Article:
Today was a hard day.

I am not sure I’d like to get into the day itself. That might come later.
Interestingly, my frustration led me to two things that I used to take great comfort in: reading good books and exploring my thoughts by way of writing.

I used to think that writing came from some confidence in one’s ideas and the desire/urge to share it with others, a desire that is exhibitionist in kind, both didactic and self-affirmative – and therefore paradoxically insecure.

My latest writing experience, however, came from more than just that. I am trying to figure it out as I write this.

When I was younger, I think I wrote because I enjoyed the activity of engaging in my mind. It was great fun exploring my consciousness, often searching for some hidden ideas that I wouldn’t have readily noticed. Hence it was necessary for me to concentrate on letting my mind wander freely, without restraint, to a nearly meditative degree.

Earlier today – this morning – I felt the intense need to write in order to explain myself, to untangle the tangle that was obvious enough in my mind yet was also unclear enough to frustrate and confuse me. I like to work things out in my mind, to logically compartmentalize and delineate things even if the order might be ephemeral. That kind of temporary mental quietude, the calmed chaos of mind, also brings such emotional assurance and relief – and this was what I so loved about, craved and found in writing as a child, whatever the reason for such a proclivity and need from such a young age.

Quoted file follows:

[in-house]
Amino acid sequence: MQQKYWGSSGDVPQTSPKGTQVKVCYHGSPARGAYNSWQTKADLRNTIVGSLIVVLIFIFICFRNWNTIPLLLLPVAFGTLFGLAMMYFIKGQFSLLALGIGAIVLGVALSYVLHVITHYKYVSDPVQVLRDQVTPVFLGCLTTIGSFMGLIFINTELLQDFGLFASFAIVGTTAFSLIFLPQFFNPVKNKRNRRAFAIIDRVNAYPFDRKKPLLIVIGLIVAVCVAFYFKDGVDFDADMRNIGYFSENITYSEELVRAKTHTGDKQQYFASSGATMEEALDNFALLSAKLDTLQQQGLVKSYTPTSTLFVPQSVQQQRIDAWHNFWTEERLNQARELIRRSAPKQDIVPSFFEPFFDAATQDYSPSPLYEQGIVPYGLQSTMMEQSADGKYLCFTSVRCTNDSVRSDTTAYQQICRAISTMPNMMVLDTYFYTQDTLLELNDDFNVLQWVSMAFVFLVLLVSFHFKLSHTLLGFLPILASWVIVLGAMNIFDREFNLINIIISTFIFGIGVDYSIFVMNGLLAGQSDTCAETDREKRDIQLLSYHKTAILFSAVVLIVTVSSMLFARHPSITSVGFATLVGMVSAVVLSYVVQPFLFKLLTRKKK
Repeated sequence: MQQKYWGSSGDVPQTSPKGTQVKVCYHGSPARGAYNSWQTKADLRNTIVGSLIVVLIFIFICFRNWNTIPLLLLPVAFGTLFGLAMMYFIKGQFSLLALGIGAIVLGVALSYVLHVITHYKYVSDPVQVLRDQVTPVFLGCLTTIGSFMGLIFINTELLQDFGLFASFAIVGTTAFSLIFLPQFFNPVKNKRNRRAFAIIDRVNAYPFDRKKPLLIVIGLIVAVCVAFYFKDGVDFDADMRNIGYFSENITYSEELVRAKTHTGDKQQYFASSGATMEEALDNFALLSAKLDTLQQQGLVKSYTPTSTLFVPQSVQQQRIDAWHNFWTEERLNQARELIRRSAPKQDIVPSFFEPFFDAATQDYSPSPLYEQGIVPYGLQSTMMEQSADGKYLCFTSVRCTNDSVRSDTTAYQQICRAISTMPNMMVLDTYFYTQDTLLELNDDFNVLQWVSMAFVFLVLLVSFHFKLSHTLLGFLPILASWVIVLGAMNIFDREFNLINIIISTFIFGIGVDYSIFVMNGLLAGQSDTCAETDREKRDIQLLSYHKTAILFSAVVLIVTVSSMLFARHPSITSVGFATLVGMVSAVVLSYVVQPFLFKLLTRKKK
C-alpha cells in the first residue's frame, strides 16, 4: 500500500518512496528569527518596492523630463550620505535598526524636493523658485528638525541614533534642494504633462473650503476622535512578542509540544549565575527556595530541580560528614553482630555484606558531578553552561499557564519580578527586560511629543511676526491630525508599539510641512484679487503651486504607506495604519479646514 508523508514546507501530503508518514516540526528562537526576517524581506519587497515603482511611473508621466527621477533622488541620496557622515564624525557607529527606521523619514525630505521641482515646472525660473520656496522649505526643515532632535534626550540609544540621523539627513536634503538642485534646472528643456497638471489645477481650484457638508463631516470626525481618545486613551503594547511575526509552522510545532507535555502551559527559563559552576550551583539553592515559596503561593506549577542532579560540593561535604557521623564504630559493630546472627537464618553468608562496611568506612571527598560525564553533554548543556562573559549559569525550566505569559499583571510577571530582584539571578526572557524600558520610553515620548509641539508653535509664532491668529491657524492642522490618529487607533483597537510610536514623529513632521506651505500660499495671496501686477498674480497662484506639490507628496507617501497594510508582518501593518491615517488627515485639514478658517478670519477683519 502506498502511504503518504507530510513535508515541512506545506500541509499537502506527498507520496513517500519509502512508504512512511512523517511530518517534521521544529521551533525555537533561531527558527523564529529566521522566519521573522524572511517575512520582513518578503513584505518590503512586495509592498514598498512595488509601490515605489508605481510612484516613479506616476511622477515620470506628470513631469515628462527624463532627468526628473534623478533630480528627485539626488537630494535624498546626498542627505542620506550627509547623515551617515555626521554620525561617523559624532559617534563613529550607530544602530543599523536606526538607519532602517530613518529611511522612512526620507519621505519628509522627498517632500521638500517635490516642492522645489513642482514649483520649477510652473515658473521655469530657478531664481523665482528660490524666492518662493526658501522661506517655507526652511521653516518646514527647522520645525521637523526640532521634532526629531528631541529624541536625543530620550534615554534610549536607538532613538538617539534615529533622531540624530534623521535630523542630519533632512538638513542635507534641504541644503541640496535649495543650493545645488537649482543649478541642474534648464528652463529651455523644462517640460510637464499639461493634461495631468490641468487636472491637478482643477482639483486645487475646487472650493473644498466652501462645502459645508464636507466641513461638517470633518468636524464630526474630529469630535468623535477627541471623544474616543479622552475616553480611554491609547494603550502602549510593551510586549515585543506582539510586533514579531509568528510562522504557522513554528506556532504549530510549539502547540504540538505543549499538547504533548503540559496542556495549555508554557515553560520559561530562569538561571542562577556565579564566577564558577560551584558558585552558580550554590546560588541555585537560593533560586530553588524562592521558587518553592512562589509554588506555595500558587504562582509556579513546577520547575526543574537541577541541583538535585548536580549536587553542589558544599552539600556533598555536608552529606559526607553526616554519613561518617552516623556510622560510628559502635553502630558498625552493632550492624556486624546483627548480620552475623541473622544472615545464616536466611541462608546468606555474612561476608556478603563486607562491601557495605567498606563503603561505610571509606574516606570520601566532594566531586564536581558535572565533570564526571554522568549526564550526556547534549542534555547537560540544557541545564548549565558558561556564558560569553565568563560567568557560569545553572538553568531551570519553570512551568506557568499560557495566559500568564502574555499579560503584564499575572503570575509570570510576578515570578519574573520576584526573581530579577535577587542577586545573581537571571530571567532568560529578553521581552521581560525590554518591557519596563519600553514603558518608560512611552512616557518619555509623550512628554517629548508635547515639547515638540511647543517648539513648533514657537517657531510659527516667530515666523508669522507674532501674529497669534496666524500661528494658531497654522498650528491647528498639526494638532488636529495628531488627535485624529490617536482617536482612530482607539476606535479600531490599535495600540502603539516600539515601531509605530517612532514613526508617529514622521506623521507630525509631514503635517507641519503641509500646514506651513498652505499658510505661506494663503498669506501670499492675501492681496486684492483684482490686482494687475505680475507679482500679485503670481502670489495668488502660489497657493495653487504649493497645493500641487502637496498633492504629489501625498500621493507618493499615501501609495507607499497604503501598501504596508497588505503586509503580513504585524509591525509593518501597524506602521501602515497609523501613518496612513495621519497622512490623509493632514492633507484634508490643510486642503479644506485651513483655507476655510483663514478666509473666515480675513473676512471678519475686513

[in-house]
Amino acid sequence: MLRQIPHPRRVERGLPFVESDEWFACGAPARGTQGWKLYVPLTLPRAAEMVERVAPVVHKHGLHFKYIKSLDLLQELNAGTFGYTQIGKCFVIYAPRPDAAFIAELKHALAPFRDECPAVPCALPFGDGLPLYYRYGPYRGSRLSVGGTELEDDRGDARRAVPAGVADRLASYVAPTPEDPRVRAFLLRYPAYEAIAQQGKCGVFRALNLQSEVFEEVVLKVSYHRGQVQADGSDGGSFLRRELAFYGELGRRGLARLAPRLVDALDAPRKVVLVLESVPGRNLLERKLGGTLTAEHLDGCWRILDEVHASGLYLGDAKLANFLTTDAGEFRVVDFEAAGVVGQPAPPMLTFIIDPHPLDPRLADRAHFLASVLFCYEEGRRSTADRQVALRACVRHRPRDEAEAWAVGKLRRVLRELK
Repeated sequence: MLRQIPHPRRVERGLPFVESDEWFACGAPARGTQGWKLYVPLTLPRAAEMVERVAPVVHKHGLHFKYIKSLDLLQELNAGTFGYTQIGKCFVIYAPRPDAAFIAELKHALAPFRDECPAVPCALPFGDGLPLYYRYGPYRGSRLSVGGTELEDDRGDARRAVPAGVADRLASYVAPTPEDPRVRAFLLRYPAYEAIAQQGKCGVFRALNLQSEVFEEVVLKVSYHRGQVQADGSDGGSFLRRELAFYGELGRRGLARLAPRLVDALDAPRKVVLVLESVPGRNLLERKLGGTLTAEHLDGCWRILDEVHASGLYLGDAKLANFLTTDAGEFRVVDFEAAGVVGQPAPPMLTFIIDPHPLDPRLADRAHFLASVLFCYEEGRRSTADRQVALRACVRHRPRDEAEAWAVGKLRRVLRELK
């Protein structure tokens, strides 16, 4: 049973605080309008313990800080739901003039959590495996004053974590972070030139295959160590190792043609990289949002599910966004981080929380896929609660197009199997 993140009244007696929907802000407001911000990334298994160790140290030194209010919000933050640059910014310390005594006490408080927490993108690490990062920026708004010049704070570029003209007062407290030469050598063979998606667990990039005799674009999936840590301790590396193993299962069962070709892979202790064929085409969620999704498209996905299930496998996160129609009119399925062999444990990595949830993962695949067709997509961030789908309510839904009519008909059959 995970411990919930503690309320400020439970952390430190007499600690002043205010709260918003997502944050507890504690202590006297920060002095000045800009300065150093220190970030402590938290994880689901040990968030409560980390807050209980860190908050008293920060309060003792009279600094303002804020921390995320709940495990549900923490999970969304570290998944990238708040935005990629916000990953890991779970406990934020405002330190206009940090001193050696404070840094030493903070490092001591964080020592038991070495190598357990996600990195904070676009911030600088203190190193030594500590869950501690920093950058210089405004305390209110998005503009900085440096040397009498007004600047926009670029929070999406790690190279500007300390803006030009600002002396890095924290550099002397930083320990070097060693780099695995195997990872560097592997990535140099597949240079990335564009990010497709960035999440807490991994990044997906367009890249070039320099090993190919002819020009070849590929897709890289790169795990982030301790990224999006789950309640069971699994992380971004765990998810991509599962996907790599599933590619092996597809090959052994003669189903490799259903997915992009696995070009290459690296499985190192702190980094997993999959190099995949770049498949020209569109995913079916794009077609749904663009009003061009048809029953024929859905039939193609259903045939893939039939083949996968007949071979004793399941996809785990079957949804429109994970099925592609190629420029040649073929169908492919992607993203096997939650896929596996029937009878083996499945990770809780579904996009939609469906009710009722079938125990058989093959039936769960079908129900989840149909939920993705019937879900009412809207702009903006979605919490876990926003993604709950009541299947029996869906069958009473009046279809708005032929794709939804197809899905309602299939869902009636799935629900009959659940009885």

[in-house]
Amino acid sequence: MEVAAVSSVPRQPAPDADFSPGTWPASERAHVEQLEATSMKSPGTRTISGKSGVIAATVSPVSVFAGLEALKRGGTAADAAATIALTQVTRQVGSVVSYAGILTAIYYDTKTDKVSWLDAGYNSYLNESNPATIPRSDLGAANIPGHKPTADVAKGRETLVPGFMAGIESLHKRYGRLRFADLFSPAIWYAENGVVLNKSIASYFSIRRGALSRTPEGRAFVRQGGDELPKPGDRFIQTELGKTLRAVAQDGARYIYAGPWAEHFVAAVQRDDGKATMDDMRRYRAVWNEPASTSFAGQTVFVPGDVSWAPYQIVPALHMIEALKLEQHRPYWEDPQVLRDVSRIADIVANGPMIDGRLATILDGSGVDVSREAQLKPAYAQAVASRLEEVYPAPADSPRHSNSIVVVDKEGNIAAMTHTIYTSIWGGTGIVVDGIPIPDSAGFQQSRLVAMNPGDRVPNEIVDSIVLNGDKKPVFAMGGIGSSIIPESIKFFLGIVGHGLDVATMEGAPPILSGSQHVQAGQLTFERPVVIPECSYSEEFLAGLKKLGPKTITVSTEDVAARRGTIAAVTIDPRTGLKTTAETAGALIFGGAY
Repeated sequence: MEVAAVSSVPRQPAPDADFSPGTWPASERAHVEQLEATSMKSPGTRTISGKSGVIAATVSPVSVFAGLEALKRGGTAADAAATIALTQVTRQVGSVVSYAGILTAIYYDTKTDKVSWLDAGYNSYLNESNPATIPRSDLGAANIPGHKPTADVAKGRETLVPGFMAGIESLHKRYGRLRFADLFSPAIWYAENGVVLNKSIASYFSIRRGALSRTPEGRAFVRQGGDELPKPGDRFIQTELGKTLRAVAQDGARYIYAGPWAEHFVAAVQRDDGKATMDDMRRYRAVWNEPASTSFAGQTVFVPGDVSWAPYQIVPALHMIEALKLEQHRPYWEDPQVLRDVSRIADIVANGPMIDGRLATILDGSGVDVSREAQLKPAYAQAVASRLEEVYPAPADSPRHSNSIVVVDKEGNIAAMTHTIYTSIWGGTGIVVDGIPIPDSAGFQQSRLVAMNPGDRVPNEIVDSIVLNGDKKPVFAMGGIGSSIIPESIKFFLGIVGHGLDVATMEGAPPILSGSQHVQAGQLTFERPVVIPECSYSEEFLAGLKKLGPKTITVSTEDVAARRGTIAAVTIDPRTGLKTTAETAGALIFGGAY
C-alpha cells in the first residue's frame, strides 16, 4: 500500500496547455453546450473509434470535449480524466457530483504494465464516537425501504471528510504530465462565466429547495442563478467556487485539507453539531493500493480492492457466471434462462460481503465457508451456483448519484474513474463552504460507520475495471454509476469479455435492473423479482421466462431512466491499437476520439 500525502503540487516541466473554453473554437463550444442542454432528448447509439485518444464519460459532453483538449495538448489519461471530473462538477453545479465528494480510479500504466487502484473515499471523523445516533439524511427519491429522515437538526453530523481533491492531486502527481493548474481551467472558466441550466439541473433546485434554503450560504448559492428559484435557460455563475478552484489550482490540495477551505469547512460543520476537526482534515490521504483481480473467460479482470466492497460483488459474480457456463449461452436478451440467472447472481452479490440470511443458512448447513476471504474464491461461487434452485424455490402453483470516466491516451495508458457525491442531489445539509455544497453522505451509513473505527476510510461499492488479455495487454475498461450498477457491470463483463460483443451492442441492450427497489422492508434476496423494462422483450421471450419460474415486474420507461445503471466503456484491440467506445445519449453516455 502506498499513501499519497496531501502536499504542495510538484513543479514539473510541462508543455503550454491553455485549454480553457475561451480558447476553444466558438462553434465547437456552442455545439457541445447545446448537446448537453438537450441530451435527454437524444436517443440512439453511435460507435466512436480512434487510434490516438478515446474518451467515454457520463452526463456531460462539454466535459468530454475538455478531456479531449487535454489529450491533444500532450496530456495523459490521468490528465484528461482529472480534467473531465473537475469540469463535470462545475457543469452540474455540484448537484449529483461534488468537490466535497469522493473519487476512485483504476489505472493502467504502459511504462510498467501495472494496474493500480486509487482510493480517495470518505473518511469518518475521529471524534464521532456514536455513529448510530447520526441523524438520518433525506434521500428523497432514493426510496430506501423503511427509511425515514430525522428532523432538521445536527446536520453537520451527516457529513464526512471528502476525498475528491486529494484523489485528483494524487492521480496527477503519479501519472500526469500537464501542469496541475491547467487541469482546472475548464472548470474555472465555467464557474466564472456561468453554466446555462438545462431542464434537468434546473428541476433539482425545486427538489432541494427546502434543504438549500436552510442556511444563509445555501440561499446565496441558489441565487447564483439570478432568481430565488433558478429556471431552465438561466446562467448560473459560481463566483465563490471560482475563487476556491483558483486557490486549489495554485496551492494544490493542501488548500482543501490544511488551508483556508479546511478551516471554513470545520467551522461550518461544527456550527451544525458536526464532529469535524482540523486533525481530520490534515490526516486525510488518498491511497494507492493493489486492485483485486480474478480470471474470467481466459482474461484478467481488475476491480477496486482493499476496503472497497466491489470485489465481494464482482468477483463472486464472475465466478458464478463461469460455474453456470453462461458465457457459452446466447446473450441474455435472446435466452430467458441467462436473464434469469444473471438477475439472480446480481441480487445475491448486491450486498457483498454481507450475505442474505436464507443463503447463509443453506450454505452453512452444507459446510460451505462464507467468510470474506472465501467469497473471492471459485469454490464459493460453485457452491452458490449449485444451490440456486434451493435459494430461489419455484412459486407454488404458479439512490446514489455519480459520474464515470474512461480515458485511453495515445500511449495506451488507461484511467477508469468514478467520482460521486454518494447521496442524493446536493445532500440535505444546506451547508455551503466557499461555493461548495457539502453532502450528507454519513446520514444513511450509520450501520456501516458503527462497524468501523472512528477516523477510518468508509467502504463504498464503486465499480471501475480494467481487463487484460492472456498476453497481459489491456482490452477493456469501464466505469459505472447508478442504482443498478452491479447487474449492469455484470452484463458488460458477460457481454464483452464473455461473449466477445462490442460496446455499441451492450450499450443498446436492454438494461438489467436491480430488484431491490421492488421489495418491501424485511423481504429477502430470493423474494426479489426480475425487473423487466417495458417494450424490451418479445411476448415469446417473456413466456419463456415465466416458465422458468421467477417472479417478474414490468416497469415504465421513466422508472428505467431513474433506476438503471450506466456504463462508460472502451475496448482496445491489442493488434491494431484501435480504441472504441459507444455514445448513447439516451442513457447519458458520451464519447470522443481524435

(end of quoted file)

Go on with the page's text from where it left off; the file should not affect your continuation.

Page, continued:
And the same with reading. What I enjoyed most about it, rather than a simple indirect experience of other lives or the thrill of following the unfolding of a narrative, was to see a way of ordering the world and life – to see how one person would explain a situation, an experience, or even life itself. To see how he would use characters and events and places, set them up strategically to deliver one complete view of the world, ordered through his set of ideas, logic and intuition. Like an interpretation of a difficult and complex piece – which might or might not be great. It was in this way that I enjoyed reading novels when I was young, and this was the reason why I gravitated nearly exclusively to philosophy and other non-fictional works through my adolescence till now.

Today I also wrote because I wanted to explain myself. I wanted to explain myself; there was so much to say; and it was tiring and disorganized and self-defeating to explain orally. I needed clarity and structure in my expression, and in my thoughts themselves. That is why I had to write today, and that was the true fuel behind the desire to write even more than some confident conviction in self or an urge to share my ideas. To vindicate myself. But then maybe they aren’t so far apart – the desperate and urgent desire to vindicate self and the vain and indulgent desire to re-confirm and celebrate the self.

It is interesting – I used to feel verbally quite undermined because of my lack of command over the new language. And of course I was. But then even limited tools may allow one to express oneself quite freely, if used skillfully and with certainty. I saw this in my tango class the other day – it was the end of one series of the classes, and the teacher declared to us that now we had the tools to explore the dance floor with grace, which she proceeded to demonstrate to us with her assistant. We have yet to acquire the technique and vocabulary to express ourselves in an intricate way, but we now certainly have a variety of simple movements to weave together creatively. Sure, this may be a simplistic analogy. However it is true. It is more the self-conscious inhibition that poses a greater hurdle than the limitedness of tools of expression itself.